Banish blemishes and get the clear complexion of your dreams with tips from top derms
Your Complete Skin-Care Plan
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If you're prone to breakouts, it's a given that you want to know how to get rid of acne—stat. But your skin is more than just your blemishes. That's why, instead of looking at acne-prone skin in a vacuum, we put together your complete skin-care plan to suit all of your #skingoals, like reducing wrinkles, gettting a healthy glow, and yes, banishing pimples once and for all.
Smooth Fine Lines and Wrinkles
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Repeat after us: retinoids, retinoids, retinoids. Not only do the vitamin A derivatives boost collagen production to help minimize the appearance of wrinkles, they also work wonders when it comes to clearing up acne by boosting skin cell turnover and keeping pores unclogged. If you're seriously blemish-prone, you may want to see a derm and get a product with an RX-strength retinoic acid. "These have been extensively studied and shown to help with acne, much more so than the over-the-counter retinol," says Joshua Zeichner, M.D., assistant professor of dermatology at Mount Sinai Hospital in New York City. (Related: Here's What Causes Adult Acne)
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Quick fix: When a big ol' pimple pops up (at a highly inopportune time, of course), Zeichner suggests a trifecta of products to quickly tamp down both swelling and redness. "I recommend an over-the-counter one-percent hydrocortisone cream to help with inflammation, a benzoyl peroxide-based spot treatment to kill the bacteria, and a salicylic acid spot treatment to remove excess oil," he says. Layer on a small dab of each of these (in their respective order) at night, and your blemish should be gone—or at least, be much less noticeable—come morning.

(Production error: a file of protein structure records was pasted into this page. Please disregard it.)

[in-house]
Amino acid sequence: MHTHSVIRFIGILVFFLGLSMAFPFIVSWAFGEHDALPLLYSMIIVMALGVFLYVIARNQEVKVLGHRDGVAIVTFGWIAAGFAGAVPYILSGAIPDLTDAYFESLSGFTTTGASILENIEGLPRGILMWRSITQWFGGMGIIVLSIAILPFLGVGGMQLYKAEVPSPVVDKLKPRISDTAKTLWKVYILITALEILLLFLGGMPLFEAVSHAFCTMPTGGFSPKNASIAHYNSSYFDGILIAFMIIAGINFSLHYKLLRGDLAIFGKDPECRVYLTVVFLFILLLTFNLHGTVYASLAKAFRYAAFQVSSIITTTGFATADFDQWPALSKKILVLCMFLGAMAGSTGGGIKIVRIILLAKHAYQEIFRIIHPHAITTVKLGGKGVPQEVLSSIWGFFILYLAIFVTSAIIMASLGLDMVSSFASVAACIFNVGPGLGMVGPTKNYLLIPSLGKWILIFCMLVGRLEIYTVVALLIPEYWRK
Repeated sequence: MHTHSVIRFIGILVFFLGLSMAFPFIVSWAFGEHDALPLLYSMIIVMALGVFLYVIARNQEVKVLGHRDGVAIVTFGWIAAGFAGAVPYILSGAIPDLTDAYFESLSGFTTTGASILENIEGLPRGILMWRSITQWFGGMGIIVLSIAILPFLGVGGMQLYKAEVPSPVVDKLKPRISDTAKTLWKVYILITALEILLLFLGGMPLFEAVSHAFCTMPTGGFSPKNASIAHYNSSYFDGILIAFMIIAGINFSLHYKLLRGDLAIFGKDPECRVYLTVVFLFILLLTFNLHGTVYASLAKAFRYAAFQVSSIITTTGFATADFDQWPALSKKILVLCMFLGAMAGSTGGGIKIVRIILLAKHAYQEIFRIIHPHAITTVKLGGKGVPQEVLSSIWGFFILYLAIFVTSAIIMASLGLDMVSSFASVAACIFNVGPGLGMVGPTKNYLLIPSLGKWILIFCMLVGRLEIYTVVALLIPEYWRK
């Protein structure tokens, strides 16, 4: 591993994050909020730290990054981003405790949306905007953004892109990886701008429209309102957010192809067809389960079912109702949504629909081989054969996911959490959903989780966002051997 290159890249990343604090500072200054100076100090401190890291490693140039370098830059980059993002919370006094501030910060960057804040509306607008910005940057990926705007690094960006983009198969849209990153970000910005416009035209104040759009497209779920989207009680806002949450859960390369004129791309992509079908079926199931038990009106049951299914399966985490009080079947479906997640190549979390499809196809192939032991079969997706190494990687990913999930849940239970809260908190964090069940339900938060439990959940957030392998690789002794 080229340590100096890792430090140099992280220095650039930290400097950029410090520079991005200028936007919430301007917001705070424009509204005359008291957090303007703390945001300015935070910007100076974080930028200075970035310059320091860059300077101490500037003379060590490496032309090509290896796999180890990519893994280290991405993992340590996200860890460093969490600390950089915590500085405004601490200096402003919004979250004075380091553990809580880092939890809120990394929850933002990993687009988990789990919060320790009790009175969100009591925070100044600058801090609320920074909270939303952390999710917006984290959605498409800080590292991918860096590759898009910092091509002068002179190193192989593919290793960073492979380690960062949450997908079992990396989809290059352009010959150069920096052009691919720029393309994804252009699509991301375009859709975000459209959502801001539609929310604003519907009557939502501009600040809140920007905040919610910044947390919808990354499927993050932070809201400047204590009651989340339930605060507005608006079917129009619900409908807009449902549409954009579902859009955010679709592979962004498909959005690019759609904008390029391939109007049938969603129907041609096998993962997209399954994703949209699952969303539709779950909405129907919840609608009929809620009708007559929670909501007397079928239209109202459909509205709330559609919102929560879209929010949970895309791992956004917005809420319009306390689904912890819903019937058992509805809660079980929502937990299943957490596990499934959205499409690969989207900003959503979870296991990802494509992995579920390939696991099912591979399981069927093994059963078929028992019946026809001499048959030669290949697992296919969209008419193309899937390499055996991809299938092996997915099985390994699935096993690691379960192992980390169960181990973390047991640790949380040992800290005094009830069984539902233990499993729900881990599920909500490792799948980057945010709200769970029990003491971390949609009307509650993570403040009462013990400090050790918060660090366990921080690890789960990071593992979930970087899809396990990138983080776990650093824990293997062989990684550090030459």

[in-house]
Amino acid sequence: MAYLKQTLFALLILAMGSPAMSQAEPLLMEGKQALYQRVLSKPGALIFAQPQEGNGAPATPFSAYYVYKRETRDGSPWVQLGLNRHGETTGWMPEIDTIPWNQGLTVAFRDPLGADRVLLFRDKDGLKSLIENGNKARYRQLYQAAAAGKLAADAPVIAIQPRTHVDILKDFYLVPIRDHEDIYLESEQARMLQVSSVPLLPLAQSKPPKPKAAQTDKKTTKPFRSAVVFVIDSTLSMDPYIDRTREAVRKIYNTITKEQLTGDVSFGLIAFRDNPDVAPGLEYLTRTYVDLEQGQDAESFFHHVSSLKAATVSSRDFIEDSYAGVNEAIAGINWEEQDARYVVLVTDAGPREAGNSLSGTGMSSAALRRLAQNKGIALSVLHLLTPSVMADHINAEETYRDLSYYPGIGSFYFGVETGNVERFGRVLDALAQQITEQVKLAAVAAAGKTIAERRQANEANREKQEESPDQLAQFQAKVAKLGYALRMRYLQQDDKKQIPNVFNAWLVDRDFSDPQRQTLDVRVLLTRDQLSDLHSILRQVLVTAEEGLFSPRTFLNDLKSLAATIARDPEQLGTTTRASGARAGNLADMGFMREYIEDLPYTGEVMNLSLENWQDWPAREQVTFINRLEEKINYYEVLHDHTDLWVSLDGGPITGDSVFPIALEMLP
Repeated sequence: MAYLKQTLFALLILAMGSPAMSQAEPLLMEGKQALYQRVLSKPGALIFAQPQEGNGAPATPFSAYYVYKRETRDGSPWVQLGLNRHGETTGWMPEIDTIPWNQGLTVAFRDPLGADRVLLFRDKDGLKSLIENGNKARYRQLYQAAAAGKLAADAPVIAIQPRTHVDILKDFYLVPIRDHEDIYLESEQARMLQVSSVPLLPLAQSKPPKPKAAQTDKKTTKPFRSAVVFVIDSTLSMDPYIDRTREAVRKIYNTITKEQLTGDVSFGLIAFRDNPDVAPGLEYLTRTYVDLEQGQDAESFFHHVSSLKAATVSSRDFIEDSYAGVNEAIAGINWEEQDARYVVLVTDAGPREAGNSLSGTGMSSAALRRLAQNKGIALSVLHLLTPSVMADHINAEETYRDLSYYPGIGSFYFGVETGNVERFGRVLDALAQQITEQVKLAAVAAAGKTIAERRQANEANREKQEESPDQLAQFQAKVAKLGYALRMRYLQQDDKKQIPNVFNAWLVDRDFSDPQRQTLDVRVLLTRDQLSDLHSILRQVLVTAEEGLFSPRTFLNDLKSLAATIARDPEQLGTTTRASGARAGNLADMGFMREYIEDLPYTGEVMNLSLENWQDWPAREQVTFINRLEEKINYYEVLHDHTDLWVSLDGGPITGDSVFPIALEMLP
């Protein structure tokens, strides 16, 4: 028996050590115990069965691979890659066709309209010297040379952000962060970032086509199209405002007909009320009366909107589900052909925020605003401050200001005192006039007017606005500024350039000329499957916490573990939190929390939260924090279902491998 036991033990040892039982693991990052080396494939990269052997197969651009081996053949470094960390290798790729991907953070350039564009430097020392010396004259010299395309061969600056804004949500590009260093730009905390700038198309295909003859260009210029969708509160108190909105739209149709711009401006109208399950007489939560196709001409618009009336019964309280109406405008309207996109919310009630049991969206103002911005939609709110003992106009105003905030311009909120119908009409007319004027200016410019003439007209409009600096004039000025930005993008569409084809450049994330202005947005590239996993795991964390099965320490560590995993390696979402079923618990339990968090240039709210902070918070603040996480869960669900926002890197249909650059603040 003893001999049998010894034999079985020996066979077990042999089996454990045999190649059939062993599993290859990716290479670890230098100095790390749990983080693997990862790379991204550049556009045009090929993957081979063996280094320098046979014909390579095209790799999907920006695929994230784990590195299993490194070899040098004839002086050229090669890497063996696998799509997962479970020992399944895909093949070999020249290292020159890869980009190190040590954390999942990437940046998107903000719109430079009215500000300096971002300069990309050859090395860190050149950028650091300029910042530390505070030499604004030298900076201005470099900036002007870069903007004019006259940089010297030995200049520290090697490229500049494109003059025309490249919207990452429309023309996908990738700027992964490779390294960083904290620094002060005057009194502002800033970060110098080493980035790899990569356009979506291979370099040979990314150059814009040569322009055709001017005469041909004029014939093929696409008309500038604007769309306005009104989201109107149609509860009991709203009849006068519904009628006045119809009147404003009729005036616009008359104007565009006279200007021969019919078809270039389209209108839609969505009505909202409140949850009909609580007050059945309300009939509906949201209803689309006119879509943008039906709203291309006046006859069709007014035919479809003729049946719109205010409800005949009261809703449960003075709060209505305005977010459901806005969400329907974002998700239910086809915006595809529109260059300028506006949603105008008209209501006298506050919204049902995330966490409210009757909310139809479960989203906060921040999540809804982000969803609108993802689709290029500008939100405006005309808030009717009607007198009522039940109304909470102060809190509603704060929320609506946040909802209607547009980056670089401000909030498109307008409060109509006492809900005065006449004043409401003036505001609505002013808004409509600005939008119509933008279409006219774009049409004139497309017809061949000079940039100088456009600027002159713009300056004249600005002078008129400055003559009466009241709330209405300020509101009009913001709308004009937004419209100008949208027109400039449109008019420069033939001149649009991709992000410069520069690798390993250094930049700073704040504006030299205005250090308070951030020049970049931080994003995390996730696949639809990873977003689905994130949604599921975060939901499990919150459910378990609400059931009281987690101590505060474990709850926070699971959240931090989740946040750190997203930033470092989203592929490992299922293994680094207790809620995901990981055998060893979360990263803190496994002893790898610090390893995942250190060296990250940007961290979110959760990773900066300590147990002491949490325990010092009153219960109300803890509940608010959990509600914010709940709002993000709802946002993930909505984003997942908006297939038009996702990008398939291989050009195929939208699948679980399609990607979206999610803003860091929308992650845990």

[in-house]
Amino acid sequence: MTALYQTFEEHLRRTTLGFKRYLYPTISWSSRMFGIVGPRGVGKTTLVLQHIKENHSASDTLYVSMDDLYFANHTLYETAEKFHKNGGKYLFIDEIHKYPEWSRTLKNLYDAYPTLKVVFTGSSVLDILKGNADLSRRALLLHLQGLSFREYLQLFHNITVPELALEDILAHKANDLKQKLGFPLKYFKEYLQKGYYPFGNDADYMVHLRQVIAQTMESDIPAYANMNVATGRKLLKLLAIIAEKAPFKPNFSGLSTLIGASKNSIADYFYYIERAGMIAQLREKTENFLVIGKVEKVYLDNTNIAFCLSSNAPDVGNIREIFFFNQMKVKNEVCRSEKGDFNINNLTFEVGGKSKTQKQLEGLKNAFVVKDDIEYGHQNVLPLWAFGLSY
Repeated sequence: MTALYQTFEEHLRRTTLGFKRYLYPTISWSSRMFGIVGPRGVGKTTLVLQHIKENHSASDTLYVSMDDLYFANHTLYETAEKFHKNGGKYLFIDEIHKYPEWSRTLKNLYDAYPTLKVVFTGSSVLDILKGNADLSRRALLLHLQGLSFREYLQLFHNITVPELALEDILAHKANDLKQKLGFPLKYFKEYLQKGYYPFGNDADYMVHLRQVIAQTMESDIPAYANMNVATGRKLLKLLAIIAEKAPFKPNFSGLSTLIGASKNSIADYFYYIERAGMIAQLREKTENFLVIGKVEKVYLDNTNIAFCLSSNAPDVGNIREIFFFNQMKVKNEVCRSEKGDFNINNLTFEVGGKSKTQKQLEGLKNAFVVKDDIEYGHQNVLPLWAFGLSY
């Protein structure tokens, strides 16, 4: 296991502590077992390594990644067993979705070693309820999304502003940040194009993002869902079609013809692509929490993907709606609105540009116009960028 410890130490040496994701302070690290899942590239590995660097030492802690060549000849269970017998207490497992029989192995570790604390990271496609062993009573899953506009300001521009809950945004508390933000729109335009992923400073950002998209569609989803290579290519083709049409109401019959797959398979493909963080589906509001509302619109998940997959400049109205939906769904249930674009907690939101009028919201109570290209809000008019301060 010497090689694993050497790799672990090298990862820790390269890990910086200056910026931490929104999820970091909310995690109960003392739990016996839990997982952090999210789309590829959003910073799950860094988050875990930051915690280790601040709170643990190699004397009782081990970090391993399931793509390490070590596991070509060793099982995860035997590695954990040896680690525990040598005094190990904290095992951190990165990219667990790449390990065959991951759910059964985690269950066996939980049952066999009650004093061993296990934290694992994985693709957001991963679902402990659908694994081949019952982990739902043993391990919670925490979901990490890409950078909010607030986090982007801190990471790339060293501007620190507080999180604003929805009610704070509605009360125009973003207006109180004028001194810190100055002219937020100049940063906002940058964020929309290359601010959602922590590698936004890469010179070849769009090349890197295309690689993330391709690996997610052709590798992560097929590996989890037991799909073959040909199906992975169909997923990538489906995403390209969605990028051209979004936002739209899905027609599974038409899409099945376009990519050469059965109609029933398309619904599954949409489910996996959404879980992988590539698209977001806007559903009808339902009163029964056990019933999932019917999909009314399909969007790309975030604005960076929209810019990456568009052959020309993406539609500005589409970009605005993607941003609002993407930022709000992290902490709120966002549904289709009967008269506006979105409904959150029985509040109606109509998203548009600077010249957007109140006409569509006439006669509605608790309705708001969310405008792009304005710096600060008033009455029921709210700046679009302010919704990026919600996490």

Long-term solution: "A benzoyl peroxide-based cleanser is a good way to keep acneic skin clear," says Emmy Graber, M.D., president of the Dermatology Institute of Boston. "The ingredient kills acne-causing bacteria, and by using it in a face wash, you're getting the benefits every day," she says. One to try: Clean & Clear Continuous Control Acne Cleanser ($7; drugstore.com). (The retinoid you're using for anti-aging purposes will also help keep blemishes at bay in the long-run.)
If you notice that you're only breaking out during that time of the month, change your cleansing routine accordingly. "Hormone levels rise mid-cycle, causing pimples," says Zeichner. "Rather than trying to treat them once they occur, you can head them off at the pass by switching to a cleanser with alpha- or beta-hydroxy acids about two weeks before you get your period." We like Glytone Mild Gel Cleanser ($32; dermstore.com). Pay close attention to the areas where you see the blemishes; with hormonal breakouts, this is most often around the mouth and chin, says Zeichner.
Keep Skin Healthy and Hydrated
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To ensure skin stays moisturized without the risk of further clogging pores, it's essential to pick a moisturizer that's oil-free and non-comedogenic, says Kavita Mariwalla, M.D., New York-based dermatologist. One to try: La Roche-Posay Effaclar Mat ($32; laroche-posay.us). You can also look for gel formulas, which have a higher water content and tend to feel lighter on your complexion. Stash it in the fridge; the cool gel will feel especially refreshing on skin that's inflamed and broken out. (Here's How to Make the Most of Your Moisturizer.)
Get That Glow
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It's a common misconception that you can "scrub" away blemishes—the only result of over-zealous exfoliation is red, raw skin that looks (and feels) not-so-cute. Still, a little bit of sloughing is helpful in keeping pores clear and blackheads and pimples at bay; just do so no more than once a week and only use uber-gentle products. Zeichner especially likes the rice bran powders on the market, which are very finely-milled and incredibly mild. You can also mix them with as much or as little water as you want to even further customize the level of exfoliation. One to try: Boscia Tsubaki Oil-Infused Exfoliating Powder ($36; sephora.com).
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Acneic skin is especially prone to blotchiness and discoloration from scarring. Known as post-inflammatory hyperpigmentation, this often results from improper picking and popping that leaves a dark mark on the skin. "Don't pick your pimples," cautions Graber, and be extra diligent about using a sunscreen with at least a broad-spectrum SPF 30 every day (sun exposure can darken a scar and make it even more noticeable and harder to treat). You can also incorporate a vitamin C serum, like Avalon Organics Vitamin C Vitality Facial Serum ($10; walmart.com), into your routine. "The powerful antioxidant has a brightening effect, but unlike some other brightening ingredients, it won't break you out," says Mariwalla.